Cycling down a completely traffic-free Park Avenue in the heart of New York City over the weekend, I was reminded of the numerous futuristic or Sci-Fi movies in which the Big Apple is abandoned after some major disaster.
Last year's I Am Legend (available on DVD at Amoeba) -- in which Will Smith and his canine companion wandered a deserted midtown Manhattan -- specifically sprung to mind as myself and other cyclists, hikers, and skaters, unhindered by any autos, passed by the raised street level outside Grand Central Terminal at Park and 42nd Street, heeding the city's invitation to "Play. Run. Walk. Bike. Breathe."
The reason there were no cars two days ago, and also on two previous Saturdays this month, was because it was the third and final weekend day in the first ever city initiated Summer Streets program. From 7AM to 1PM, all autos were banned on Park Avenue from 72nd on the Upper East Side all the way downtown, essentially connecting Central Park to the Brooklyn Bridge -- a seven mile long distance, all traffic free!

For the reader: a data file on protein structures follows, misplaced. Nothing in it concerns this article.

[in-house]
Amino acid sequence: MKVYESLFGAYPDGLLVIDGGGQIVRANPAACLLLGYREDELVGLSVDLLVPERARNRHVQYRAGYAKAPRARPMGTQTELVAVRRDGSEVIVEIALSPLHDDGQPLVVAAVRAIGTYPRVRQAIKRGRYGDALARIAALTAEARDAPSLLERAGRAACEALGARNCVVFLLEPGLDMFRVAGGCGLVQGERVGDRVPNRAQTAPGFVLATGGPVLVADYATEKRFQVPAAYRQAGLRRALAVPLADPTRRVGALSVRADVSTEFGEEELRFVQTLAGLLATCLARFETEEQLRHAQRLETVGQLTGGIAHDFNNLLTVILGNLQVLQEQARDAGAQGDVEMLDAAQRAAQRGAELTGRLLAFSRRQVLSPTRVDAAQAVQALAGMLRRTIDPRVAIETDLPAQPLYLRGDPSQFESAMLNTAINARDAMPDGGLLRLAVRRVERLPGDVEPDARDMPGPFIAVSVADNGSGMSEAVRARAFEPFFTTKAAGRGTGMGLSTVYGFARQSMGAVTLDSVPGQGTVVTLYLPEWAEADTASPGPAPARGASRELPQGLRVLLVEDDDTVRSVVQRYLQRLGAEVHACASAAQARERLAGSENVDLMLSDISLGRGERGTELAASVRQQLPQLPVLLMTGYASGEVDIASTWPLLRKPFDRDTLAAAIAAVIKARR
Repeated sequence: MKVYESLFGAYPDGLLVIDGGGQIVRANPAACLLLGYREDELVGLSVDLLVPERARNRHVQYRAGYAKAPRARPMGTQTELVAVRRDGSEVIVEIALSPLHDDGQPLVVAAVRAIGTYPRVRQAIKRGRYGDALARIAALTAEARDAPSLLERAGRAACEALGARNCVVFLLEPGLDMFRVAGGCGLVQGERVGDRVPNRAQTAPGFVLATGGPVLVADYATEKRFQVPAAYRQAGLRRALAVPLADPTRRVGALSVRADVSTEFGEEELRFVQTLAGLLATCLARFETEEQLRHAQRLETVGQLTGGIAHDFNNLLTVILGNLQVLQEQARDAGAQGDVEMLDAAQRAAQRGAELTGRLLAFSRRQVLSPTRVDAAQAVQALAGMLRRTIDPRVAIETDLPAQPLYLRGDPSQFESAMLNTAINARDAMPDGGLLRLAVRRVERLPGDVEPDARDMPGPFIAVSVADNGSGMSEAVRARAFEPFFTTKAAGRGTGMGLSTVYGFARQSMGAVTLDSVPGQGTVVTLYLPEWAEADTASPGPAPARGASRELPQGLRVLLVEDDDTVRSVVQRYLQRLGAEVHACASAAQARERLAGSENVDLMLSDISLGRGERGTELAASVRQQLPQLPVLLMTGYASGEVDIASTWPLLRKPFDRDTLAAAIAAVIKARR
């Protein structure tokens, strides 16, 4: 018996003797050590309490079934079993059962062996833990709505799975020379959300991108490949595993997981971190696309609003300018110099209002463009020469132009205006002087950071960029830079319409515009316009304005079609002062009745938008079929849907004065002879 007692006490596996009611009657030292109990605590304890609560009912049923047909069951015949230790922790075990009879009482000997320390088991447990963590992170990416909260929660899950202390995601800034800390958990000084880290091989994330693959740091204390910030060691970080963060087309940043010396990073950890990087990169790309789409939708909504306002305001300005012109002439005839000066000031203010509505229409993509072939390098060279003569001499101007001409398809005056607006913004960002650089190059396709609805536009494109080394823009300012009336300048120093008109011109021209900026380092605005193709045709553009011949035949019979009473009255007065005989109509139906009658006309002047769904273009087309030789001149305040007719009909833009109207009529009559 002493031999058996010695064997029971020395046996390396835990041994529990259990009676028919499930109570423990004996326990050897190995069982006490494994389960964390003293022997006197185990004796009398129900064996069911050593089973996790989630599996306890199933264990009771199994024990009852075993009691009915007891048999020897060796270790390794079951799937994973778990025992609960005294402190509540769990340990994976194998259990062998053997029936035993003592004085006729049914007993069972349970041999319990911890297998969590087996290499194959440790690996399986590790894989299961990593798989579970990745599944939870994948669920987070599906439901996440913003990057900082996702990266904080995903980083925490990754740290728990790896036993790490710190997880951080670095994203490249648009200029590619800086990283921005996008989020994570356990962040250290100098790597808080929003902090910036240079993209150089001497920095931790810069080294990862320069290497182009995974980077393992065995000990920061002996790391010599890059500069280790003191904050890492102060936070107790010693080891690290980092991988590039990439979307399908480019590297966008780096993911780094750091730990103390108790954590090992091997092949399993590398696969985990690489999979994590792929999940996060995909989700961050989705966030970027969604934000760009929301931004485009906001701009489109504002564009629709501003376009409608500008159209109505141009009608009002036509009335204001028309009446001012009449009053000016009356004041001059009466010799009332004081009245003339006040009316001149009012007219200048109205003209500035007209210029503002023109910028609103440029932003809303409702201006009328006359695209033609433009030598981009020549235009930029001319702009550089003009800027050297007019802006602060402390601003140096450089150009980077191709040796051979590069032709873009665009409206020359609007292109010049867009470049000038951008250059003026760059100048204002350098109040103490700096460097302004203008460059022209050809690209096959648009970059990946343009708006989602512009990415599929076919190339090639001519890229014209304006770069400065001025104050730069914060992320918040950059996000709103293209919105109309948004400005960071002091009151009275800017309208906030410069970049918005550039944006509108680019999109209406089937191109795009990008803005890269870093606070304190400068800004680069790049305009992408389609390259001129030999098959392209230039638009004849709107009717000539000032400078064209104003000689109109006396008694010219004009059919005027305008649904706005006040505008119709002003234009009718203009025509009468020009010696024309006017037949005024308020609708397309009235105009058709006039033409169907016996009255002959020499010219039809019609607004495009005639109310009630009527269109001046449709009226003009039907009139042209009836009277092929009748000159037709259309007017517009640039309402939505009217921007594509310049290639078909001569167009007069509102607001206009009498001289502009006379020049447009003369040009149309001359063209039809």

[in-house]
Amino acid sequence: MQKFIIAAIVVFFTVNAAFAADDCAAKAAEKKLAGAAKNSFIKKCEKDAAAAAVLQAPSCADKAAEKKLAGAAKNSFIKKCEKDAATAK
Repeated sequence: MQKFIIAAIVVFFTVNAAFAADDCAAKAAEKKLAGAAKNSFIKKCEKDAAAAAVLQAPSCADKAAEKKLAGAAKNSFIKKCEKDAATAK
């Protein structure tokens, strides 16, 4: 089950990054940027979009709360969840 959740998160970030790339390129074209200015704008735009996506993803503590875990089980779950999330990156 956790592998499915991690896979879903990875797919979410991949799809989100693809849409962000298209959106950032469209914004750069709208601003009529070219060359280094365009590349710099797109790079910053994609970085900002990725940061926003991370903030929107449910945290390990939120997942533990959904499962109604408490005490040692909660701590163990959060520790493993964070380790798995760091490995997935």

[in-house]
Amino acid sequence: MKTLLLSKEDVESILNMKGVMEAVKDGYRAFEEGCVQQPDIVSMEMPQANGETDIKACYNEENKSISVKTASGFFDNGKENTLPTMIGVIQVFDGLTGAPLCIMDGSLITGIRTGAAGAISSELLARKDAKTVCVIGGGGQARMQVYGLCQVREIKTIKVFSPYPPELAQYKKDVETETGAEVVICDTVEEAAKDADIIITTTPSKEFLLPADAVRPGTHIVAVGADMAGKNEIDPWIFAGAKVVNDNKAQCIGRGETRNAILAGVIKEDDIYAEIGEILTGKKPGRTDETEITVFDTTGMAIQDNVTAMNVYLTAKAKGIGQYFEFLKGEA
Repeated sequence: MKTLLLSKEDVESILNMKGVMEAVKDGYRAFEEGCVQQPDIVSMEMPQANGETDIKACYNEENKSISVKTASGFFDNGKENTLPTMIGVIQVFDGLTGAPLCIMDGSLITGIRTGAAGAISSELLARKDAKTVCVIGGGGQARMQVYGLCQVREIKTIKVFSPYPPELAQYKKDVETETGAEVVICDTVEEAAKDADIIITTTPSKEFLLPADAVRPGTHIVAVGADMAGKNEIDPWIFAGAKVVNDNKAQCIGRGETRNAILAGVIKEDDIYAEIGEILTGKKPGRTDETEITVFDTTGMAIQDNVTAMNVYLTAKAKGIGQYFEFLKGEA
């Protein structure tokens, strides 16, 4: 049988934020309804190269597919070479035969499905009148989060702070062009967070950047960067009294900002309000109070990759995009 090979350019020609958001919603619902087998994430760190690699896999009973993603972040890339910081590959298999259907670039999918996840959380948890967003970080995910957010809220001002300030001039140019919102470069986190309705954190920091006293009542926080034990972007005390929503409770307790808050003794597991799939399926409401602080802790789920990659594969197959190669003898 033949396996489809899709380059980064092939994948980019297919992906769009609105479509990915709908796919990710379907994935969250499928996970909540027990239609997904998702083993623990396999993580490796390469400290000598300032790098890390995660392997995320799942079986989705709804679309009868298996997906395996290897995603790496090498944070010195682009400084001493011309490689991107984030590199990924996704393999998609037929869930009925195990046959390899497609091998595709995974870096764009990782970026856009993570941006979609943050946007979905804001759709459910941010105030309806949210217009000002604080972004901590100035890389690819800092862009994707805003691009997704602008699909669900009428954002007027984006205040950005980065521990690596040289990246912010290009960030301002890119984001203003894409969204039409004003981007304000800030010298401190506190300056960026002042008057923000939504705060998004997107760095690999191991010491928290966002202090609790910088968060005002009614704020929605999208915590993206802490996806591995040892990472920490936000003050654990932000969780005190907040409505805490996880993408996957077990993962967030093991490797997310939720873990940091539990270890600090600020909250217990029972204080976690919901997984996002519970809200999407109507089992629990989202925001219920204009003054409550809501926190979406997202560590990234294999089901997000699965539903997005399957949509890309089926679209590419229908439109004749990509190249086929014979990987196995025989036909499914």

But what made this whole cycling experience so special is that it is normally impossible to do a bike ride like that, at least in such a stress-free way. Like most major cities, the best way to see New York is by bike, but the problem is that cycling round Manhattan is far from safe. Typically you take your life in your hands, maneuvering your bike through New York's congested auto-dominated streets, on weekdays especially, with erratic drivers (including lots of yellow cabs & buses) unpredictably accelerating and cutting you off or worse. And as for the few bike lanes on Manhattan's major thoroughfares: drivers notoriously ignore them and cut off cyclists all the time. I personally know of several NYC cyclists sent to the hospital due to negligent drivers.